Puerto Rican plebiscite bill is up in the House today

By Brian S

caribbean-puerto-ricoThe House of Representatives is set to vote today on H.R. 2499, the Puerto Rican Democracy Act.  If enacted, the bill will provide for a Puerto Rican plebiscite to determine whether they wish to remain a commonwealth territory of the United States, want to become a sovereign state “in association” with the United States, want full independence, or want to petition the Congress for statehood.  Now, I’ve already gotten one hyperventilating email from RPVNetwork today and I’ve noticed that some of the conservative bloggers out there are jumping up and down about this bill, acting like it came out of nowhere and will guarantee statehood to Puerto Rico, which apparently is a horrible idea.  Fortunately, there are other conservatives who have actually read the bill and recognize it’s a good bill and one worthy of Republican support.

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Personally,  I support the bill 100%.  Puerto Rico deserves the continuing opportunity to determine their own future.  In an effort to provide a response to the conservatives who are apparently having a knee-jerk reaction against this bill, let me debunk a few of the myths that seem to be floating out there.

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Myth #1 – This bill is being snuck through! No one knows about it! - This isn’t true. First, the bill is a repeat of a bill that was originally introduced in 2007 as H.R. 900.  Despite having bipartisan support and over 100 co-sponsors in the House and 15 in the Senate, the bill wasn’t voted on before the end of the 110th Congress.  The bill was reintroduced this Congress, and currently has the bipartisan support of 181 co-sponsors in the House.  How do you sneak through a bill that has almost half the House of Representatives as co-sponsor?  This bill has been floating around out there for three years.  That some folks weren’t aware of it, and there hasn’t been a whole lot of media coverage (between financial reform, immigration in Arizona and health care, there wasn’t much oxygen left for a bill like this) doesn’t mean it came out of nowhere or is being secretly passed at midnight.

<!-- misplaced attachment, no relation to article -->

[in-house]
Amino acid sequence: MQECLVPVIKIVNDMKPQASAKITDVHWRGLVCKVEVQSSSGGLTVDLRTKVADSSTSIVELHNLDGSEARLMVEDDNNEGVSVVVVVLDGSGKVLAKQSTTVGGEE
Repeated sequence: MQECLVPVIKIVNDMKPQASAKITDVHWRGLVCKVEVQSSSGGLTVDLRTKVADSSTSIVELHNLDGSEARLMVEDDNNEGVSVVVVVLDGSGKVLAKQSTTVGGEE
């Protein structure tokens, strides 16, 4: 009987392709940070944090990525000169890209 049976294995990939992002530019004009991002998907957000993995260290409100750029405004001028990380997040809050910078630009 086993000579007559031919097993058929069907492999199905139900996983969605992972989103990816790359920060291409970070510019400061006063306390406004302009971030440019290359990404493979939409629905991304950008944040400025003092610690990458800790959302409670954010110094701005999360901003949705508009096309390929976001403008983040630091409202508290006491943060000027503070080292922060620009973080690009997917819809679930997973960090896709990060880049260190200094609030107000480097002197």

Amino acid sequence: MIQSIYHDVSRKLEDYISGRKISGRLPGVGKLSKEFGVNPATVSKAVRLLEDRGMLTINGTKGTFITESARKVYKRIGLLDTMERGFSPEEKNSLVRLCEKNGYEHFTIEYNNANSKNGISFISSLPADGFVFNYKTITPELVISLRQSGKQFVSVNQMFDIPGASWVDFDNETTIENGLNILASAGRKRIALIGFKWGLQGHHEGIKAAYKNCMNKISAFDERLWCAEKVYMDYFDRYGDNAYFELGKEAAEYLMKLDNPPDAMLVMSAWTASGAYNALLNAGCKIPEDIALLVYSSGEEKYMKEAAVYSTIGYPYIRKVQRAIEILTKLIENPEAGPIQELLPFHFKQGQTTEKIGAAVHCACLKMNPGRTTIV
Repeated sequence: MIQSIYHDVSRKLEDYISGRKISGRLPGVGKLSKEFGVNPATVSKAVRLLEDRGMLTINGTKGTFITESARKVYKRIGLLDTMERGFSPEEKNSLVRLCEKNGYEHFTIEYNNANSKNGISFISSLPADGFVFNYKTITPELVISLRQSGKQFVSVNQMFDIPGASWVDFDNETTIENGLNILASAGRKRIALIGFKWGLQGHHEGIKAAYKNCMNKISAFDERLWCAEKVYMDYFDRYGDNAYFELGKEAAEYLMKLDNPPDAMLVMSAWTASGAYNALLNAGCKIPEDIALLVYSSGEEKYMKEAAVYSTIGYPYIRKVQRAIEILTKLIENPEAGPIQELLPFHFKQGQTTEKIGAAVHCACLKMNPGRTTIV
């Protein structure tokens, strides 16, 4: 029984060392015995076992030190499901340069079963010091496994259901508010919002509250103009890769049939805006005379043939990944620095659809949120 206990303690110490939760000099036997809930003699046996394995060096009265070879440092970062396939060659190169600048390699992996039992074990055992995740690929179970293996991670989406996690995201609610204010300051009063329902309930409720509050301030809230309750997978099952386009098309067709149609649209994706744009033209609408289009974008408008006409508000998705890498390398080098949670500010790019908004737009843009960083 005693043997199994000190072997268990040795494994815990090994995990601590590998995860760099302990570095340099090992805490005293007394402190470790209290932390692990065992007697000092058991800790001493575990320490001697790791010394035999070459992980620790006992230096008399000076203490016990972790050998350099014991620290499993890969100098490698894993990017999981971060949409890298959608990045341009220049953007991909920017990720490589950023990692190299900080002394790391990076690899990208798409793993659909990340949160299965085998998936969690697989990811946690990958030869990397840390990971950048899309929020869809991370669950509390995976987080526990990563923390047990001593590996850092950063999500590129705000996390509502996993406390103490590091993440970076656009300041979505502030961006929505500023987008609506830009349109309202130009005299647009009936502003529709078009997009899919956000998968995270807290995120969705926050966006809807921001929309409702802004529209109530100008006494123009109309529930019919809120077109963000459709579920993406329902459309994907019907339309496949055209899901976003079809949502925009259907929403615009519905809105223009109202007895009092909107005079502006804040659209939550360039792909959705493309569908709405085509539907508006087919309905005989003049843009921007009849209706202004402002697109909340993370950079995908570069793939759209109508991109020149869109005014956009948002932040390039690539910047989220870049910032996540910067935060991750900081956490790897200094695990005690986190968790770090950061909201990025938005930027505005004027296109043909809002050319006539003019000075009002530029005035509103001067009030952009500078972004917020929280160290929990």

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Myth #2 – This bill guarantees they’ll become a state, and the rest of America will have no say! - This argument, frankly, doesn’t make any sense.  First, the bill only calls for a general plebiscite.  All Puerto Rican residents and all U.S. citizens born in Puerto Rico living elsewhere will be able to vote.  Statehood is simply one of four options they’ll have to choose from.  If they choose to remain in their current status, the bill provides for an automatic revote every 8 years.  If Puerto Ricans don’t want to become a state, they’ll vote against statehood and that’s the end of it.  The argument that “the rest of America won’t have a vote” – which, unfortunately, is even being made by lawyers at Heritage – is ridiculous.  Article IV, Section 3 of the U.S. Constitution provides that Congress has to vote to approve statehood.  According to Brian Darling at Heritage, “A vote by members of Congress is not enough to indicate consent of the American people for Puerto Rican statehood.”  Apparently Mr. Darling seems to think that Puerto Rican statehood is somehow special and the Constitutional process that served to add 37  states to the Union since 1791 is “not enough to indicate consent of the American people.”   That’s an indefensible argument that mocks the Constitution.

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Myth #3 – This is just a way to guarantee 2 new Democratic Senators and 4-6 Democratic House seats! – This, in my opinion, is the most offensive argument against this bill, and one that doesn’t hold up to any kind of scrutiny.  First of all, Puerto Rico is not a heavily Democratic state.  The leading political party there, the New Progressive Party, is majority Republican and very conservative, and the current Governor of Puerto Rico, Luis Fortuno, is a Republican.  Prior to being elected Governor, he spent 5 years as the Resident Commissioner of Puerto Rico, which is generally equivalent to a Delegate position in the House of Representatives.  I worked with him quite a bit during that time period, and got to know him well.  He’s a good Republican and I was happy to see him win election to the Governorship by a landslide of over 200,000 votes – this in 2008, a horrible year for Republicans.   In terms of conservative policies, the people of Puerto Rico are very socially conservative.  According to recent polling (noted in Alex Castellanos’ article for NRO,)  “78 percent of the island’s residents are pro-life; 86 percent say prayer should be allowed in schools; 75 percent say displaying the Ten Commandments on government property should be allowed; a majority supports vouchers for private schools. An overwhelming majority of Puerto Rican citizens embrace socially conservative values.”  Does anyone honestly see them all jumping up and voting Democratic?  I certainly don’t.  When you’ve got 75%+ of their residents taking positions that Sarah Palin and Glenn Beck would approve of, I don’t think making assumptions like this are even close to being fair.